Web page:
Ni Hao

5 03 2008

I’m on my 3rd night here and despite having no friends here nor acquaintance, I do not feel lonely.

My workmates have been very warm and welcoming. On my first day of work I was treated to my first real Chinese lunch by a couple of teammates and today another two guys invited us to a fancy Shanghainese lunch to celebrate the birth of their sons.

I was told that out here, baby showers and celebrations occur after the baby is born, not before the birth, like how Westerners do it.

A more interesting cultural fact I learned is that by tradition, a baby’s name isn’t given by the parents. It is in fact given by a future/fortune teller. When I asked what the basis is, they said it is based on the five elements; water, fire, gold, earth… I’m missing one more, I can’t remember what it was. I’ll get back to you on that one. So anyway, the baby’s name will have to signify a balance among the five elements. And mind you, you can’t just go to any fortune teller, parents consult with the famous ones and sometimes the wait list is so long that your kid has to wait 4 months before she gets called by a proper name.

Food here is orgasmic and is a social activity as it is shared by everyone on the table. My workmates keep worrying that I dislike Chinese food and I keep reassuring them that as long as I know what I’m about to put into my mouth then I’m a happy camper. This is definitely my kind of foodie heaven, without a doubt, especially since the cuisine differs per province, there’s Shanghainese food which I’m informed is sweeter, then Beijing which is spicier, and then there’s a region which is the greasiest oiliest of them all. Heaven indeed. So let me take back what I said about Minneapolis several months ago hehe. Just kidding. Maybe…

Anyway, before I came here I was told Shanghai was a mix of the old world and the new and progressive. I don’t quite get that impression.. Maybe because I’ve played witness to that kind of setting when I was in the Philippines or maybe because I don’t normally associate modernity and progress exclusively with a Western backdrop. But for others it could be the opposite, so when they see progress with an Oriental or Eastern flavor, they automatically say it’s a mismatch.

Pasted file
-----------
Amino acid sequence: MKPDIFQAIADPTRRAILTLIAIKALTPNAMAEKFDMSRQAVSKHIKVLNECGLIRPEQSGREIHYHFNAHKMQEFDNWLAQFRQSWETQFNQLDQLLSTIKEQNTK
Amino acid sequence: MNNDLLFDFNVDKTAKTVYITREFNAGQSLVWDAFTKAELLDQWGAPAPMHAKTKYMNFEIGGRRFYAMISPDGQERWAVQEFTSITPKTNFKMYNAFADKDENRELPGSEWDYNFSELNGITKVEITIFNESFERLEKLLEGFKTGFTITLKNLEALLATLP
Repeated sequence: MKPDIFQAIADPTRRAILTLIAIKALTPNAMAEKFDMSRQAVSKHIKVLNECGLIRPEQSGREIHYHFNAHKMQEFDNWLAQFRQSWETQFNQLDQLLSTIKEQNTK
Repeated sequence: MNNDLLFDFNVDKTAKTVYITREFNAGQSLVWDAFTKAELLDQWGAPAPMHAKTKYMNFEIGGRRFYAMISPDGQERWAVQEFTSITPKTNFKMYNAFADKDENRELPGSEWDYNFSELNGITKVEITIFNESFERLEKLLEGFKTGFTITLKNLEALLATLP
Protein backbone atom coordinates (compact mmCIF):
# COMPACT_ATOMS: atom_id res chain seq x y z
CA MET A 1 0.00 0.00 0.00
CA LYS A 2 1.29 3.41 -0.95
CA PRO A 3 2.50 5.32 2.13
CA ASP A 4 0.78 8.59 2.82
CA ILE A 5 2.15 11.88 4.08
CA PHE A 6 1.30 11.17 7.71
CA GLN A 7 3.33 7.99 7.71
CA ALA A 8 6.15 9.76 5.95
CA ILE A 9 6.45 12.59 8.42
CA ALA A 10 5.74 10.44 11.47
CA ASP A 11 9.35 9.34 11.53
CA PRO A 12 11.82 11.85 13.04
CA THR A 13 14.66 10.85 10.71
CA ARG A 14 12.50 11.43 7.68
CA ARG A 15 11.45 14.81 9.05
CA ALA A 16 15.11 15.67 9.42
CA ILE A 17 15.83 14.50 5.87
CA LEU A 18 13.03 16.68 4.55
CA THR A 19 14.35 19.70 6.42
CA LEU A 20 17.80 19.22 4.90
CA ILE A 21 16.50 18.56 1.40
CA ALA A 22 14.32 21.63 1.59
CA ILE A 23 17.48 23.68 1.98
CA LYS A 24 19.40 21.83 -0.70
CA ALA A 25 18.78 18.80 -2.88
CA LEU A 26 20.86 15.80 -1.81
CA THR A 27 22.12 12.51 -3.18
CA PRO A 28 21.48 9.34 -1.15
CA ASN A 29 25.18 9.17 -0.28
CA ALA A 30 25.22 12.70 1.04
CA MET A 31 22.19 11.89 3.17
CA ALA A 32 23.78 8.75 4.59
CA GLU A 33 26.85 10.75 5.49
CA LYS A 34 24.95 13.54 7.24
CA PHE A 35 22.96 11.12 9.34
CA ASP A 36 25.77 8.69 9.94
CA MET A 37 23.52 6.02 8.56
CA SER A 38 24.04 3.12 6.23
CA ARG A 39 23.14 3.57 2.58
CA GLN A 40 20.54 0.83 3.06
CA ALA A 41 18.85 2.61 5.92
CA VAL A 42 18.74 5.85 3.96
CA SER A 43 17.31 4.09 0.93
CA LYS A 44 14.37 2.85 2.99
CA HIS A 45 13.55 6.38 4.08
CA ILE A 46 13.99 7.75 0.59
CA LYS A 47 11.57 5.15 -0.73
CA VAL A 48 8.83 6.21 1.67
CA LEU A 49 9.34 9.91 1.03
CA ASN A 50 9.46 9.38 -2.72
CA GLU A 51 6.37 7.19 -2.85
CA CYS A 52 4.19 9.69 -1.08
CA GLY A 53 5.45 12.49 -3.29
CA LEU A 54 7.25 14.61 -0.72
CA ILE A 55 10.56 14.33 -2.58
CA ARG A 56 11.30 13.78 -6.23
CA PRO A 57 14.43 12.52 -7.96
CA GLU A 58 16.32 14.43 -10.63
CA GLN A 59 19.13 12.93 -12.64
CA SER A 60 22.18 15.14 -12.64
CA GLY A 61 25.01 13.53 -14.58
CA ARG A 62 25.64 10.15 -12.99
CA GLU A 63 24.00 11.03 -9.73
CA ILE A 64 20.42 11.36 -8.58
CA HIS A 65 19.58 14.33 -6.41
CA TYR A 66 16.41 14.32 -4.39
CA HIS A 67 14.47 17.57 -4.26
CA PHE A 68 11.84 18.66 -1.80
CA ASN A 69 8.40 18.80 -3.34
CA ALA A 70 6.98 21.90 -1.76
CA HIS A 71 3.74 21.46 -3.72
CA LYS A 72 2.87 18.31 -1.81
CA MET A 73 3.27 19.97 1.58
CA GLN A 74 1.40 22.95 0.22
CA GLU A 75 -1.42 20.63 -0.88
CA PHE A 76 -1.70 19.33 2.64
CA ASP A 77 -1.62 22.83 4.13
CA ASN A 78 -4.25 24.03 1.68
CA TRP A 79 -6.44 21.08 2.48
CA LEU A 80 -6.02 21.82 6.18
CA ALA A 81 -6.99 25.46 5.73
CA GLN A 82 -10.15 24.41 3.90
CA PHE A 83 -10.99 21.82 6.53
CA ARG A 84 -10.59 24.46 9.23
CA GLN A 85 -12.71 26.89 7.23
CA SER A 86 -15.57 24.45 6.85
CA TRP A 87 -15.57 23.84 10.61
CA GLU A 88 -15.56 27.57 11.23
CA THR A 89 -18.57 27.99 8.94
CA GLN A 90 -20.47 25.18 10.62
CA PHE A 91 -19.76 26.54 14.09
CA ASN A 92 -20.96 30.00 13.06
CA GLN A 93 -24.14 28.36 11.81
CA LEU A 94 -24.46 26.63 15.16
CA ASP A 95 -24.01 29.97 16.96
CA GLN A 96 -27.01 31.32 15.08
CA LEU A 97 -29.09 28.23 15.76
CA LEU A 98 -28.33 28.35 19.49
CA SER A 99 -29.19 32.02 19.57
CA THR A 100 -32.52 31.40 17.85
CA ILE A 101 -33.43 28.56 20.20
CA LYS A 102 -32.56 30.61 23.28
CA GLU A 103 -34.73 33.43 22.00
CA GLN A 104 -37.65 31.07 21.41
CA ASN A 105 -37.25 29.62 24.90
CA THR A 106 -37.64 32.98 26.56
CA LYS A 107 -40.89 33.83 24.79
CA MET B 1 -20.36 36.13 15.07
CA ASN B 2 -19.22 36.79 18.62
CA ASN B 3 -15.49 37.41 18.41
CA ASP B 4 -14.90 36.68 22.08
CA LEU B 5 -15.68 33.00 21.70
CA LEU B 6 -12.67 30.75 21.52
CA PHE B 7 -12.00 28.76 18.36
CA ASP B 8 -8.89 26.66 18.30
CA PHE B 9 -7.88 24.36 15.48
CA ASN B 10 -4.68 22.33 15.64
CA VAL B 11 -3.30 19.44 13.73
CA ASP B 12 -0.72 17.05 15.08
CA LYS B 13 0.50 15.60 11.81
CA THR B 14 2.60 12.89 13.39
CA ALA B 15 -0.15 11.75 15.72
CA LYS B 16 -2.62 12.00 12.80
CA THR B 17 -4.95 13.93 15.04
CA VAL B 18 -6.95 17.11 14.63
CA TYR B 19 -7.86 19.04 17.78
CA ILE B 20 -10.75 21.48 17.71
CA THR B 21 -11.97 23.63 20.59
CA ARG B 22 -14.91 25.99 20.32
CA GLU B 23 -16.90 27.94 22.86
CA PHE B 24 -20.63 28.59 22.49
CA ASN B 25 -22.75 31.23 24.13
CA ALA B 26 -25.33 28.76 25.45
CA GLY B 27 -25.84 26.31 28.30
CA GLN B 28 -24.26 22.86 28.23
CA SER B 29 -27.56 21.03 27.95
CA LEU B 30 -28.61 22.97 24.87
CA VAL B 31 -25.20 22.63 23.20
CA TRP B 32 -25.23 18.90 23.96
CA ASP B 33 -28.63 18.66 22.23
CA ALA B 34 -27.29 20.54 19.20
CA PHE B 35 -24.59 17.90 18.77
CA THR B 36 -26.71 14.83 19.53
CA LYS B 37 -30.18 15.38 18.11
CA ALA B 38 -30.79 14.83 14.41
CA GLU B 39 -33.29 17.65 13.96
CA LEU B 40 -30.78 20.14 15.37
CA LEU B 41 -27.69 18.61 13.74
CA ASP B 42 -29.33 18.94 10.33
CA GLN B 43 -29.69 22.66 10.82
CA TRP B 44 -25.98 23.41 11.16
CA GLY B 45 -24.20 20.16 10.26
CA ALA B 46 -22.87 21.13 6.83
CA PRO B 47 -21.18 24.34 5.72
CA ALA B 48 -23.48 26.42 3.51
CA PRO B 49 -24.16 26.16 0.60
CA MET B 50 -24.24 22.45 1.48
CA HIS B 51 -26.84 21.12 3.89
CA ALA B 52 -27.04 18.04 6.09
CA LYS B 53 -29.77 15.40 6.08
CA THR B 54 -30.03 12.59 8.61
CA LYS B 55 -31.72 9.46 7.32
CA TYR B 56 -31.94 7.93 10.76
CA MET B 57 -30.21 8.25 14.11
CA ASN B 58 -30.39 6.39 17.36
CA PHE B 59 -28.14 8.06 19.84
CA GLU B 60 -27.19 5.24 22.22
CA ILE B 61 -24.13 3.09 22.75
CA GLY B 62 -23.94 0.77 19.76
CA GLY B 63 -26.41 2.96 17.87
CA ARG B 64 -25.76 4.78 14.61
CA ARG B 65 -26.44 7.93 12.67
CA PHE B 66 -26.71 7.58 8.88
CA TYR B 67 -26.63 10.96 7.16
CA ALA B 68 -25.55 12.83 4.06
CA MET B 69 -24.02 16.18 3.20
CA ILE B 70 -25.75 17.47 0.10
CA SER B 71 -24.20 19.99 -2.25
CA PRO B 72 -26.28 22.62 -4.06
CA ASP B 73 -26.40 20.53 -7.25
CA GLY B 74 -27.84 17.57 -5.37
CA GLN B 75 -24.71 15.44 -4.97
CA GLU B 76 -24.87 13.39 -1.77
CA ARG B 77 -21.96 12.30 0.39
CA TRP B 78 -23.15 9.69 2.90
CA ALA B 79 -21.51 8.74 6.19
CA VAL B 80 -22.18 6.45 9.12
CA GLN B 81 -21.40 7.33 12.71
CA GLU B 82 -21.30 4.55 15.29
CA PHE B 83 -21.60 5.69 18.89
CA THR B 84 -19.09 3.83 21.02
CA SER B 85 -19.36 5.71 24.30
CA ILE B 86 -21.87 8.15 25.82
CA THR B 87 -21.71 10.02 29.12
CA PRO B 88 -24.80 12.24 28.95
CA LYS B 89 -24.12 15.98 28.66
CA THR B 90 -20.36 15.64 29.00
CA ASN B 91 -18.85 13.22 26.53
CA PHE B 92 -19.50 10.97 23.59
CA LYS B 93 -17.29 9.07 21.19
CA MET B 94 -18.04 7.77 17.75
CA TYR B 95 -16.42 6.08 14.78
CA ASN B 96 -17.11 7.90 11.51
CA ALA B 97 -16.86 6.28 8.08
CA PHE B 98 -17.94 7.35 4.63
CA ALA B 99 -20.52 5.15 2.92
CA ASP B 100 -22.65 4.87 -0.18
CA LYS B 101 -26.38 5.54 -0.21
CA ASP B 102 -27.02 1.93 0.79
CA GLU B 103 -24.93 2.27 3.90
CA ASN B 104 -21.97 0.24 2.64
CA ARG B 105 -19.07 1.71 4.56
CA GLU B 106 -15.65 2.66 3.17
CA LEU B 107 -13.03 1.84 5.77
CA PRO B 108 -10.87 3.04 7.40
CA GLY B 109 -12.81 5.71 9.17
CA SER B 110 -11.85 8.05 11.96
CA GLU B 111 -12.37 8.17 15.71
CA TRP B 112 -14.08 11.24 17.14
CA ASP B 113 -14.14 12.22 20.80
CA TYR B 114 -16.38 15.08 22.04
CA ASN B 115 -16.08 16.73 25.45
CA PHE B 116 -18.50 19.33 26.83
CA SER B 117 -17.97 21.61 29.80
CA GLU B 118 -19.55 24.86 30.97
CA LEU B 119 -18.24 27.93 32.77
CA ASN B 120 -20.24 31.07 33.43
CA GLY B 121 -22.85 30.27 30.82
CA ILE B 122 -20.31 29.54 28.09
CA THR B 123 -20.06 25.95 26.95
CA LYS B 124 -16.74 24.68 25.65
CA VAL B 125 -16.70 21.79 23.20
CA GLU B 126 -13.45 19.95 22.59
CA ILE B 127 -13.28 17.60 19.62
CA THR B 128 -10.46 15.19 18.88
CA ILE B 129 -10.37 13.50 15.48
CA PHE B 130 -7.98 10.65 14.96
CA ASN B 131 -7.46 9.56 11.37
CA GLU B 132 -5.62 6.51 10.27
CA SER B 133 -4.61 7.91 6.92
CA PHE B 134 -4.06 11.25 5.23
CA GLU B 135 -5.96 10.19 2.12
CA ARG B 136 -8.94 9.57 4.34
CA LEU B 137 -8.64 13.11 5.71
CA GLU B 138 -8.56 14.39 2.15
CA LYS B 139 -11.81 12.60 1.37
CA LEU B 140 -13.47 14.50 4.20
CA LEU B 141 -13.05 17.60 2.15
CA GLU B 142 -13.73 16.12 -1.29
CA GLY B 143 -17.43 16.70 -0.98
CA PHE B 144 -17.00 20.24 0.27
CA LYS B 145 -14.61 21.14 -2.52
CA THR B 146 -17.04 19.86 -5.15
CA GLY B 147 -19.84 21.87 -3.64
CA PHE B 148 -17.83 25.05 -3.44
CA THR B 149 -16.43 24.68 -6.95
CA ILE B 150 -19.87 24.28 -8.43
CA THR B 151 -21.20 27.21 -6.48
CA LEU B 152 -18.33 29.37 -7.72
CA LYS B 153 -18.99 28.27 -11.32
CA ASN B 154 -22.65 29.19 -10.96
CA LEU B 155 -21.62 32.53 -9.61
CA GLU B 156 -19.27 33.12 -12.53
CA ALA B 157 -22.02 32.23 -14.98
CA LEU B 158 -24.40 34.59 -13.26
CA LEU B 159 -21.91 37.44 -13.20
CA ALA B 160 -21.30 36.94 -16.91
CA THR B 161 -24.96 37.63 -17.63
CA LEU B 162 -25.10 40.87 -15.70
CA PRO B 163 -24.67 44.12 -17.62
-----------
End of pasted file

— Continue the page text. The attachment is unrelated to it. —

I’m still working up the courage to wander far from my hotel’s vicinity. I find it unnerving that I can’t read any of the signs around the city and that I can’t speak the language so it’s very easy to get lost. That’s all for now. I’ll check back again in a couple of days, if anyone cares…




5 responses

5 03 2008

Xempre naman we care porsh…hehe…metal yata yung nakalimutan mo..:-D grabe, jetsetter ka nang tunay! 😀 haha

5 03 2008

Haha. Super thanks Gerry, na-touch naman ako hehe. Metal nga ata yun, malamang metal nga. Astig nila no, kelangan pa magkonsulta ng ibang tao.

6 03 2008

Ansaya! Heard from Netskie na asa Shanghai ka :D. Ako rin wish ko magpunta jan. Maybe someday :D.

Pag na-assign ka sa Japan, sama mo ko 😀

6 03 2008

Hello Ochie! Oh yes masaya nga, sarap mga food and mababait mga tao. Sige pag pupunta ako Japan sasabihan kita =)

11 03 2008

shanghai baby shanghai… yeah, it can be unerving to walk the streets were you can’t read the signs and you cant stop and just ask anybody for directions. hehe, the most important words i learned was WC which stands for water closet aka toilets. hahaha!!! i did venture out alone from our hotel in beijing and walked for about an hour. it was a beautiful experience… hay, so near yet so far… going home in a few hours… thank god for free internet access in an other wise boring HK airport.

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